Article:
Brouwenstijn, Gré

Dutch soprano, 1915 - 1999

Biographical notes:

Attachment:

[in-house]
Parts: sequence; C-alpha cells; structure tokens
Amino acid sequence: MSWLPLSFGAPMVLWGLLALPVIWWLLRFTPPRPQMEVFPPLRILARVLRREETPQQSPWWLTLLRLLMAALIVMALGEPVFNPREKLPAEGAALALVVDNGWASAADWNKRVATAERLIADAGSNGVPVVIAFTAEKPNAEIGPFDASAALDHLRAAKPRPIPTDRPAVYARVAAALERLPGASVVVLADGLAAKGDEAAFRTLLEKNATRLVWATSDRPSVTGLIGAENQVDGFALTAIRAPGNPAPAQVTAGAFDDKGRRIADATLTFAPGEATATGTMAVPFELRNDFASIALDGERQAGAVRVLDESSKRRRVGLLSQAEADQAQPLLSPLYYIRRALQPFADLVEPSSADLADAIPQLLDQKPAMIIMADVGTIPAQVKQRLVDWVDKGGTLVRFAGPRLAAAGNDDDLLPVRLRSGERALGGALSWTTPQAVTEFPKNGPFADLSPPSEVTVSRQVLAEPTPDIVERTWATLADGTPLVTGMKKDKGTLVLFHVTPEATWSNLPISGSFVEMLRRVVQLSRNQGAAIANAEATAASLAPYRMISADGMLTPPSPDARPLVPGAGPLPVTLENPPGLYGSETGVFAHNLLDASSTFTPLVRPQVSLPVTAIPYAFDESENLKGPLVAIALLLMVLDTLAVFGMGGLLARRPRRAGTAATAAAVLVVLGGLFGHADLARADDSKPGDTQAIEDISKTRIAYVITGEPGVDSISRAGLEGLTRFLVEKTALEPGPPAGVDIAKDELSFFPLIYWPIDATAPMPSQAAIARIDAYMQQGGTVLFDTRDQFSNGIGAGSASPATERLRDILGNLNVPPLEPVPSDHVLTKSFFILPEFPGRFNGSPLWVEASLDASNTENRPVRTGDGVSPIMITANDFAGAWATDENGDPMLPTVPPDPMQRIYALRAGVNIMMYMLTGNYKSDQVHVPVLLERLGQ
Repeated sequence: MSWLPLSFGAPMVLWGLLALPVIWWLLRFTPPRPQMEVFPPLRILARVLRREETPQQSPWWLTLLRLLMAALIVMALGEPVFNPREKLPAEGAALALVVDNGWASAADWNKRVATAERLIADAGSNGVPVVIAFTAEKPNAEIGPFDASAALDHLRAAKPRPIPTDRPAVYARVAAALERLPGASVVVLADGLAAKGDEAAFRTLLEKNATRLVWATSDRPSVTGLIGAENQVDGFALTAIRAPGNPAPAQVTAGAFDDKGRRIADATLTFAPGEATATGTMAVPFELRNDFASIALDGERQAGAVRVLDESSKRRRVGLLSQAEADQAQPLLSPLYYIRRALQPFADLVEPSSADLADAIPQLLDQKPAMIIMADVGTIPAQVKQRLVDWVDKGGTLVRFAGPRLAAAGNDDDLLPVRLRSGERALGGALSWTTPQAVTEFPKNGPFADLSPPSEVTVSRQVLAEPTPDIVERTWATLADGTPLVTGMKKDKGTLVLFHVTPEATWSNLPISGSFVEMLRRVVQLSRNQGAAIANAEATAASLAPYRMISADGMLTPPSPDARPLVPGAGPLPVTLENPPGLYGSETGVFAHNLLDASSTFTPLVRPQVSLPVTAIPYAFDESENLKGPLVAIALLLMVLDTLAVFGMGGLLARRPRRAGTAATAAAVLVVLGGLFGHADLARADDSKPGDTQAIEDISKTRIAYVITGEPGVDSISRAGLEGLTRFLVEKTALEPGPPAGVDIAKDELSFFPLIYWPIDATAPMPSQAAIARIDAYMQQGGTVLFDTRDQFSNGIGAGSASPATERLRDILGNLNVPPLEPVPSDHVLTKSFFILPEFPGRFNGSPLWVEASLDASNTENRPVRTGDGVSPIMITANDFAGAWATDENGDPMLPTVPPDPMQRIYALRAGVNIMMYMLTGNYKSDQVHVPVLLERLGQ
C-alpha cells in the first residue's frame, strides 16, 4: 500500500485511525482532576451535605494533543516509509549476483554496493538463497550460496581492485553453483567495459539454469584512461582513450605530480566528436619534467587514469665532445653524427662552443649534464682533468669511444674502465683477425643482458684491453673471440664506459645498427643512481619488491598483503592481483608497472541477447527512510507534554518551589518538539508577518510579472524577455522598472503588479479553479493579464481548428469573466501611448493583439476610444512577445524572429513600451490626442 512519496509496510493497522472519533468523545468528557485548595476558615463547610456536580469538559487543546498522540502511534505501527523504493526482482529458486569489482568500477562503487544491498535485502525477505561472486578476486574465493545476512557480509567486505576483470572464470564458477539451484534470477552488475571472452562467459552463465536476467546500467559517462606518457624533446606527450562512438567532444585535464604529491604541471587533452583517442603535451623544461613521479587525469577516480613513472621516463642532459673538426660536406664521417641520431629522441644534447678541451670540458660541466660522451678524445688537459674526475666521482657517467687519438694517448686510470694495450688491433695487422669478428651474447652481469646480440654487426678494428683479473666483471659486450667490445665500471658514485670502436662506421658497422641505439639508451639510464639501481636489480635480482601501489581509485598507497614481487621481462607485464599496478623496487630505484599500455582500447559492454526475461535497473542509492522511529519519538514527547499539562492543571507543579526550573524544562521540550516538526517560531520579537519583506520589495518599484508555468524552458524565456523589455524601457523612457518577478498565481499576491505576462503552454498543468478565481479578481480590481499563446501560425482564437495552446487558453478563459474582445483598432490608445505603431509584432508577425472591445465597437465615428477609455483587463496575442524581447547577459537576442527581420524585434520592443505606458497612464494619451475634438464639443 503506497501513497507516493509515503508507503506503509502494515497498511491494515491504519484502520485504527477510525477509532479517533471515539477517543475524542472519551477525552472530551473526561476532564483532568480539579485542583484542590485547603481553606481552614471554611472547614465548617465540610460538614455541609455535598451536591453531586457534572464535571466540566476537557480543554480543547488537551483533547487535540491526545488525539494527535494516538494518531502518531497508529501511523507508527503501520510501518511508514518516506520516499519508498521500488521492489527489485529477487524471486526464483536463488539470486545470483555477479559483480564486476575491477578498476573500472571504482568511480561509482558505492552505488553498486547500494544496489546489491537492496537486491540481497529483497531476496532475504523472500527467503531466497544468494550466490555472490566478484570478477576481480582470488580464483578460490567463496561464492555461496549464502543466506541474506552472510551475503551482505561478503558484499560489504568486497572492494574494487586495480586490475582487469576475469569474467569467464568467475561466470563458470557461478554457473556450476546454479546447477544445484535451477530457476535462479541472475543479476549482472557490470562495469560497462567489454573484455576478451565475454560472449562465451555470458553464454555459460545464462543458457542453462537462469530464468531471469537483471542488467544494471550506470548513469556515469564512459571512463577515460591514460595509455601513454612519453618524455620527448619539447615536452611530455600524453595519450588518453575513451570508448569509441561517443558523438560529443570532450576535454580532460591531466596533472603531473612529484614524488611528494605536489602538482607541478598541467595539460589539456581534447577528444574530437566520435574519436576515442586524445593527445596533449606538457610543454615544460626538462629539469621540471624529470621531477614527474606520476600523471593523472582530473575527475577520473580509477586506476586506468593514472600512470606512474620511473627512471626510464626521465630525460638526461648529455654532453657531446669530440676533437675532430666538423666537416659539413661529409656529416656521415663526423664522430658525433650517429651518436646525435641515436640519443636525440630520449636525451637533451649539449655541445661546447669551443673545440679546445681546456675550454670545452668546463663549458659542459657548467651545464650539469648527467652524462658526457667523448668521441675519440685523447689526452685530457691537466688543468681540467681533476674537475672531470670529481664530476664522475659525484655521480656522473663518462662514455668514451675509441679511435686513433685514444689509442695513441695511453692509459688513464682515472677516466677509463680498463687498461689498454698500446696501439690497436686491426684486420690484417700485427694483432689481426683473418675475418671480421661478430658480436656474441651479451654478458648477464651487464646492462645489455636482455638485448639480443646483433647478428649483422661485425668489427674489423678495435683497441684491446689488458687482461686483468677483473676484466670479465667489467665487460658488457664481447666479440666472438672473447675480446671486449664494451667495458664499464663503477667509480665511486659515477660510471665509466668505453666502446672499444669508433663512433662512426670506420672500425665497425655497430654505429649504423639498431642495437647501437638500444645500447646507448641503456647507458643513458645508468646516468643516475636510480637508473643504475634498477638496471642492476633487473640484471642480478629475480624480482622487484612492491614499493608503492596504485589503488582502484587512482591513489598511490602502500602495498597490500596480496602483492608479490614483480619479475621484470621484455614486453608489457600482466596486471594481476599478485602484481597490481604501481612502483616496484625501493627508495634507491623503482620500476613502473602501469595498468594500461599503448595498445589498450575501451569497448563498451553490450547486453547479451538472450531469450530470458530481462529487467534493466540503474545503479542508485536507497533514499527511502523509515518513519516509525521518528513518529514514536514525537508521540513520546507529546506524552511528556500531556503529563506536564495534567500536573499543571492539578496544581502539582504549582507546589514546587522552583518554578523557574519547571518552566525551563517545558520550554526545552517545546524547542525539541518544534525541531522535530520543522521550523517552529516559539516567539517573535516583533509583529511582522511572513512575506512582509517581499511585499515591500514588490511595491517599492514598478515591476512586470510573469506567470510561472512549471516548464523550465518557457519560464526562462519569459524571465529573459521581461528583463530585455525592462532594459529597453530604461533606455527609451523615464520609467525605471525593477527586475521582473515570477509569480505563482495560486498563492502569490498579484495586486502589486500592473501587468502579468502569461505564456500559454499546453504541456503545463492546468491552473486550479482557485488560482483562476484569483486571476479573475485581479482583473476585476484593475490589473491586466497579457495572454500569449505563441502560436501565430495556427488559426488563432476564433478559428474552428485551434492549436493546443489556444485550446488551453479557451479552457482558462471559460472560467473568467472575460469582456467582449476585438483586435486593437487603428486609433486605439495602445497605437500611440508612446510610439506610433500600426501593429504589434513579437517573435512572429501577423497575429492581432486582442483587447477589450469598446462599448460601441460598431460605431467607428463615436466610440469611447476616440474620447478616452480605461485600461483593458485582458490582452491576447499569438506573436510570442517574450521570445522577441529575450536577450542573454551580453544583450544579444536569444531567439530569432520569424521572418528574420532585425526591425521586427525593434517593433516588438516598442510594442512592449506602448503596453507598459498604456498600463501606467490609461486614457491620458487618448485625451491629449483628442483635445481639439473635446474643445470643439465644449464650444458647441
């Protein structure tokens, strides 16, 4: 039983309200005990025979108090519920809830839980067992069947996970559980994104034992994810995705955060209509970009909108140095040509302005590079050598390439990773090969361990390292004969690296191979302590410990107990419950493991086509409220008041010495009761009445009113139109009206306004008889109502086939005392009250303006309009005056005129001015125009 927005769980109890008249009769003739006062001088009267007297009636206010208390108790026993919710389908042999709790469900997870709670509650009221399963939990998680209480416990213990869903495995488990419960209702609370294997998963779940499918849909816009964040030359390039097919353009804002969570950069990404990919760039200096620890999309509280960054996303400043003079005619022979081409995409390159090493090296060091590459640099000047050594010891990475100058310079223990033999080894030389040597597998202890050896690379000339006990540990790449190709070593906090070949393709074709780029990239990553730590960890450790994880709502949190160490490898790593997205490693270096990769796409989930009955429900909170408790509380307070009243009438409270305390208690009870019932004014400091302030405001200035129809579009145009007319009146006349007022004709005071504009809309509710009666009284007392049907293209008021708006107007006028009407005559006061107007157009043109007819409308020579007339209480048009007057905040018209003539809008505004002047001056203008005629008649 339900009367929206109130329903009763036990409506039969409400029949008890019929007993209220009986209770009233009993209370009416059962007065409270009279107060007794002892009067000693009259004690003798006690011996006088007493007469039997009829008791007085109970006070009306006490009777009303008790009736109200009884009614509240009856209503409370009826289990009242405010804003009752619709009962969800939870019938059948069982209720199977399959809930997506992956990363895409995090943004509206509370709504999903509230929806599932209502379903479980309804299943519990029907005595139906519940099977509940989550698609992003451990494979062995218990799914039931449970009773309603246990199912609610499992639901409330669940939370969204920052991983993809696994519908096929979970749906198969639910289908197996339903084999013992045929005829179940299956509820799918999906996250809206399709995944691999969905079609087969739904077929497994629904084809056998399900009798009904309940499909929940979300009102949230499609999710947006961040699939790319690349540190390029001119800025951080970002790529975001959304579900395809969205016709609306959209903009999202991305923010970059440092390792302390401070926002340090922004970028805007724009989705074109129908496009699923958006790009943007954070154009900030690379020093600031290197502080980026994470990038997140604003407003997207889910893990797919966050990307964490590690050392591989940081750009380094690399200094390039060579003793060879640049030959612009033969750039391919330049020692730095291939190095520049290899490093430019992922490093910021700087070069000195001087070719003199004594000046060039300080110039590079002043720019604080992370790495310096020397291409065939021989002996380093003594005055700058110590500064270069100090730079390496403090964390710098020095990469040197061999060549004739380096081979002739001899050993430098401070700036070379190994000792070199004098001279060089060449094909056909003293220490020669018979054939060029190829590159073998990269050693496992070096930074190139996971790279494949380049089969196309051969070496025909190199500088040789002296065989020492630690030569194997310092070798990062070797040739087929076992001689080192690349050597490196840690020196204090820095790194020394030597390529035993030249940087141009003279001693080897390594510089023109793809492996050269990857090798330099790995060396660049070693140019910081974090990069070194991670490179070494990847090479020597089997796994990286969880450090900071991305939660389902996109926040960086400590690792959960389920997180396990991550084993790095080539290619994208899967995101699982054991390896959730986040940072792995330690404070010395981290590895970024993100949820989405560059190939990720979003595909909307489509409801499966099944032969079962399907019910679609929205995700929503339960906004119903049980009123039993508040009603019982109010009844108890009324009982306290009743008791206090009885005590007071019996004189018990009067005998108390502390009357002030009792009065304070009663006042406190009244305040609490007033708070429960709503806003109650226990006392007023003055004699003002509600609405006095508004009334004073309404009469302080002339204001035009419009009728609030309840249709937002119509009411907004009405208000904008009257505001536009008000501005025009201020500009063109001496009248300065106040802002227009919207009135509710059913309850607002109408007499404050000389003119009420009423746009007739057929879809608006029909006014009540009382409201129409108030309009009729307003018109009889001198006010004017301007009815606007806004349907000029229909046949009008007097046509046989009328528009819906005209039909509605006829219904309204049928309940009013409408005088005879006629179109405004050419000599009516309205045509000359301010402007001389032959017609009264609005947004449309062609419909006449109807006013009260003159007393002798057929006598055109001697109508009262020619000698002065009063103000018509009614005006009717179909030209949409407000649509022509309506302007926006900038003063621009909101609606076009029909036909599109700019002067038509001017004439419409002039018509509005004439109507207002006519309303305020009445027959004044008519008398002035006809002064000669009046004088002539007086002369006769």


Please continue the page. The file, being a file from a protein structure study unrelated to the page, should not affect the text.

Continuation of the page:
Gré Brouwenstijn was born Gerda Demphina in Den Helder. She studied voice at the Amsterdam Muzieklyceum, with Jaap Stroomenbergh, Boris Pelsky and Ruth Horna and made her debut in 1940 as the First Lady in Die Zauberflöte. The war had prevented her from making an early career and she joined the Hilversum Radio Choir, then sang as a soloist in operatic broadcasts. In 1946 she debuted as Giulietta in Les Contes d’Hoffmann at the Netherlands Opera Amsterdam where she became a constant member of the company. She gained a great success as Tosca (1946) and as Leonore in 1949 (the role was to become her trademark), singing it at Covent Garden, at the Glyndebourne Festival (her Leonore was heard there 1959, 1961, 1963), Vienna, Paris, Buenos Aires and in the United States. A much applauded Rezia in Oberon at the Holland Festival, she was engaged there every year, appearing as Donna Anna, Amelia, Aida, Tosca, Martha, Agathe, Tatyana, Chrysothemis, Leonore in Trovatore, The Countess in Le Nozze di Figaro, Jenufa, Gluck’s Iphigénie, Desdemona, Senta and Leonora in La Forza del destino. She made many guest appearances, including Covent Garden where she was particularly admired, as well as at the Vienna State Opera, Chicago and San Francisco Opera and the Teatro Colón Buenos Aires. Bayreuth saw her as Elisabeth in Tannhäuser (1954-1956), Sieglinde, Freia and Eva (1956) and Gutrune (1955-1956). But Bayreuth was never to hear her Senta and Elsa, roles which she sang elsewhere with great success. Her tranquility and her disinclination to further career at any cost, which had marked the previous years, led in 1957 to a breach with the Wagner family. In that year other engagements, such as the Holland Festival, which traditionally continued till mid-July, led her to turn down the invitation to the Wagner Festival. The whole world might acclaim the Dutch singer as one of the few great “young dramatic” sopranos, but at that time anyone who dared to turn down an invitation to Bayreuth need entertain no hope of being invited another time. It did Gré Brouwensijn no harm, and at the Vienna State Opera she was for many years a favorite soprano of Herbert von Karajan.  Nor was Wieland Wagner able to dispense with her entirely, for although she was never again to sing in Bayreuth, in later years Wieland Wagner did invite her to appear in productions he was directing elswhere (!) (Fidelio at the Stuttgart Opera in 1956). Her American debut came in 1959, when she sang Jenufa at the Chicago Lyric Opera. She bade farewell from stage by singing Leonore in 1971. Gré Brouwensijn died 14 December 1999 at the age of 84 in Amsterdam.